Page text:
Complex relationship dating back to the colonial era; historically seen as separate nations.
U.S. government regularly broke treaties with tribes; pushed “removal” to western territories.
Members of various tribes gained U.S. citizenship over time; in 1924, all Native Americans became U.S. citizens by law.
Economic empowerment since 1980s has rested on growth of tribal gaming.
19th Amendment (1920) guaranteed women the right to vote.
Participation in the labor force during World War II changed expectations about gender roles.
“Poison pill” amendment to Civil Rights Act of 1964 included gender discrimination.
While the Equal Rights Amendment was not ratified, much of its intended effect has been “constitutionalized” by the courts.
Controversies remain, including equal pay.
Public support for equal rights for gays and lesbians has increased over time.
Increasing number of openly gay and lesbian political figures.
Gays and lesbians have been able to serve openly in the Armed Forces since the repeal of the “don't ask, don't tell” policy in September 2011.
1996 Defense of Marriage Act forbade federal recognition of same-sex marriages.
Until 2015 some states recognized same-sex marriages; some others recognized civil unions that were mostly equivalent.
Other states, including Georgia, adopted state constitutional amendments against same-sex marriage.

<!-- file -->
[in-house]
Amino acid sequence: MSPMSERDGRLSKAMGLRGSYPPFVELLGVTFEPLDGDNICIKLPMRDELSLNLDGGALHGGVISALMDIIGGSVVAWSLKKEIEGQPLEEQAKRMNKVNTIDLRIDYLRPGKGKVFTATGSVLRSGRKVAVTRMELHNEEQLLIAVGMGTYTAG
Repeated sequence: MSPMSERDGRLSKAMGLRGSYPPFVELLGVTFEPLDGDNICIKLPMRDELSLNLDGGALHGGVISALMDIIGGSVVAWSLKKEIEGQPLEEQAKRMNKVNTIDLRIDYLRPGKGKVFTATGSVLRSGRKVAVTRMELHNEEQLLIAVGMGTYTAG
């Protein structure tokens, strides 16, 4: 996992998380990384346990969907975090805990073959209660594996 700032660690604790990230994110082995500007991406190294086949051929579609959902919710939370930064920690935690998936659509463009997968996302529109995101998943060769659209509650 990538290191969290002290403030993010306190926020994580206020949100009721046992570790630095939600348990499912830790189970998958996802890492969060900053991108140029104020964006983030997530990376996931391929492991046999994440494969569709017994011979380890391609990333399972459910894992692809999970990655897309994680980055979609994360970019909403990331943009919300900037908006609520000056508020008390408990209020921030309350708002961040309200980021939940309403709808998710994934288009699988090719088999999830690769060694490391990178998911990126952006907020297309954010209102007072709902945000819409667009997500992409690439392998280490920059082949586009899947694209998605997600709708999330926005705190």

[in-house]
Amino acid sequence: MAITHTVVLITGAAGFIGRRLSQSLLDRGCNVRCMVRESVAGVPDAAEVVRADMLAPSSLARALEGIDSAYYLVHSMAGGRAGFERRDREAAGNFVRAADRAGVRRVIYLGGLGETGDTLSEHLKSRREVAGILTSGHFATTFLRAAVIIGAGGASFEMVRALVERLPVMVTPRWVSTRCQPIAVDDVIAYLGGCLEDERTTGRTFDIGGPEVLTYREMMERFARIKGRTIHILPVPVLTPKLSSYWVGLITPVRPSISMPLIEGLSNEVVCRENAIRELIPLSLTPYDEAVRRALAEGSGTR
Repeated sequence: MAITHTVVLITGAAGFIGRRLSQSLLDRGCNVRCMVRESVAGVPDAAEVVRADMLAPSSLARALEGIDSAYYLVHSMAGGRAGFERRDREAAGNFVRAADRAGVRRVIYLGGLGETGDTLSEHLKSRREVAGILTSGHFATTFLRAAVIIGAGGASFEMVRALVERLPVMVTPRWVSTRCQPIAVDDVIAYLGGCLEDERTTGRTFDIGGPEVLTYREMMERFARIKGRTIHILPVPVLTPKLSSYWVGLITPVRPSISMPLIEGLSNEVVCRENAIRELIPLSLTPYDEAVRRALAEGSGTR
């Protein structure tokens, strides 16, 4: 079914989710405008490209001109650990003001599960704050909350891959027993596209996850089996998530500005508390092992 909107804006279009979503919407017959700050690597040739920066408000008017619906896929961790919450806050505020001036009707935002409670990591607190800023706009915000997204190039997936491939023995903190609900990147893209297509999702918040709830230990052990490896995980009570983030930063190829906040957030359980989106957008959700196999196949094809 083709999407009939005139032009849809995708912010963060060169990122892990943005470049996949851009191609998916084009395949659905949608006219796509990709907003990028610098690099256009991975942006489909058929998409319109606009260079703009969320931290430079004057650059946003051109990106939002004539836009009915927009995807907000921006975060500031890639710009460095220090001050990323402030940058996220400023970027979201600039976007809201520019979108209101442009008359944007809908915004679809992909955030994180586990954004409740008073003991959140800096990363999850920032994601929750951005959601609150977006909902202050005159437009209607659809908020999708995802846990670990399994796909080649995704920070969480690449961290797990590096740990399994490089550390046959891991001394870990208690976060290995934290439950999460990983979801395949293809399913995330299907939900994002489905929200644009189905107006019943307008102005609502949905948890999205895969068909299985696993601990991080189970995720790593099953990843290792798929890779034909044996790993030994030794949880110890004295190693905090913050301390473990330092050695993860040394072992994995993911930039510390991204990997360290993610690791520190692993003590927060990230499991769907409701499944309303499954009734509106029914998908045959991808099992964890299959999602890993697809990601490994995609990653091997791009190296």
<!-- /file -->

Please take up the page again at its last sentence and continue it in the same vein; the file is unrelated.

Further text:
Part of the Defense of Marriage Act was struck down as unconstitutional in United States v. Windsor (2013).
Supreme Court ruled against 2008 California referendum ending recognition of new same-sex marriages in Hollingsworth v. Perry (2013).
Same-sex marriage becomes legal in over 20 more states over the following two years.
Supreme Court ruled that same-sex marriage is a constitutional right in Obergefell v. Hodges (2015), striking down state laws and constitutional provisions to the contrary.
Since the 1960s, federal laws and court decisions have expanded the rights of those with physical and mental disabilities.
Americans With Disabilities Act of 1990 (ADA) gave broad rights to disabled Americans for “reasonable accommodations” in employment and education, at business or taxpayer expense.
Rights for the disabled tend to be popular—but much more expensive than rights for other groups.